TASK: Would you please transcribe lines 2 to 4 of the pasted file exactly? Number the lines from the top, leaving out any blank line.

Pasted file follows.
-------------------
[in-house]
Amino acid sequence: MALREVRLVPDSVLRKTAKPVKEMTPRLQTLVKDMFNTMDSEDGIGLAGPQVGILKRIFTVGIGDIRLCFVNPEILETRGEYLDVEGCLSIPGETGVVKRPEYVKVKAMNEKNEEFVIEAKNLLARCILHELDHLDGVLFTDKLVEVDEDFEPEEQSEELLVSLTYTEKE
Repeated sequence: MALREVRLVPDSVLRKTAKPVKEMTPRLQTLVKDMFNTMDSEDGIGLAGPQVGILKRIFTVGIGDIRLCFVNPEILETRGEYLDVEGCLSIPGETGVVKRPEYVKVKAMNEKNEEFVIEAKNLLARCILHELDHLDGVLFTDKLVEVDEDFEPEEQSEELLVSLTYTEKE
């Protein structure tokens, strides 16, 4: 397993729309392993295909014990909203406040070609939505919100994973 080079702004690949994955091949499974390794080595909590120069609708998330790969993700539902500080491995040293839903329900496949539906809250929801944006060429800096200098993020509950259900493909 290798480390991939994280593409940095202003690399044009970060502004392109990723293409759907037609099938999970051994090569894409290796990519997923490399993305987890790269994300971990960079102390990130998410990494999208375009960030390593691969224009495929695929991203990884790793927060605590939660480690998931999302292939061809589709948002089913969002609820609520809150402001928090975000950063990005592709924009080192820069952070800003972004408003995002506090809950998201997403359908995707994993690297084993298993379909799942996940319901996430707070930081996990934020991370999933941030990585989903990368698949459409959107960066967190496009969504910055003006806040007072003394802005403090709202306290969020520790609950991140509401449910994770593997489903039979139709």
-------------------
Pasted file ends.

Amino acid sequence: MALREVRLVPDSVLRKTAKPVKEMTPRLQTLVKDMFNTMDSEDGIGLAGPQVGILKRIFTVGIGDIRLCFVNPEILETRGEYLDVEGCLSIPGETGVVKRPEYVKVKAMNEKNEEFVIEAKNLLARCILHELDHLDGVLFTDKLVEVDEDFEPEEQSEELLVSLTYTEKE
Repeated sequence: MALREVRLVPDSVLRKTAKPVKEMTPRLQTLVKDMFNTMDSEDGIGLAGPQVGILKRIFTVGIGDIRLCFVNPEILETRGEYLDVEGCLSIPGETGVVKRPEYVKVKAMNEKNEEFVIEAKNLLARCILHELDHLDGVLFTDKLVEVDEDFEPEEQSEELLVSLTYTEKE
């Protein structure tokens, strides 16, 4: 397993729309392993295909014990909203406040070609939505919100994973 080079702004690949994955091949499974390794080595909590120069609708998330790969993700539902500080491995040293839903329900496949539906809250929801944006060429800096200098993020509950259900493909 290798480390991939994280593409940095202003690399044009970060502004392109990723293409759907037609099938999970051994090569894409290796990519997923490399993305987890790269994300971990960079102390990130998410990494999208375009960030390593691969224009495929695929991203990884790793927060605590939660480690998931999302292939061809589709948002089913969002609820609520809150402001928090975000950063990005592709924009080192820069952070800003972004408003995002506090809950998201997403359908995707994993690297084993298993379909799942996940319901996430707070930081996990934020991370999933941030990585989903990368698949459409959107960066967190496009969504910055003006806040007072003394802005403090709202306290969020520790609950991140509401449910994770593997489903039979139709």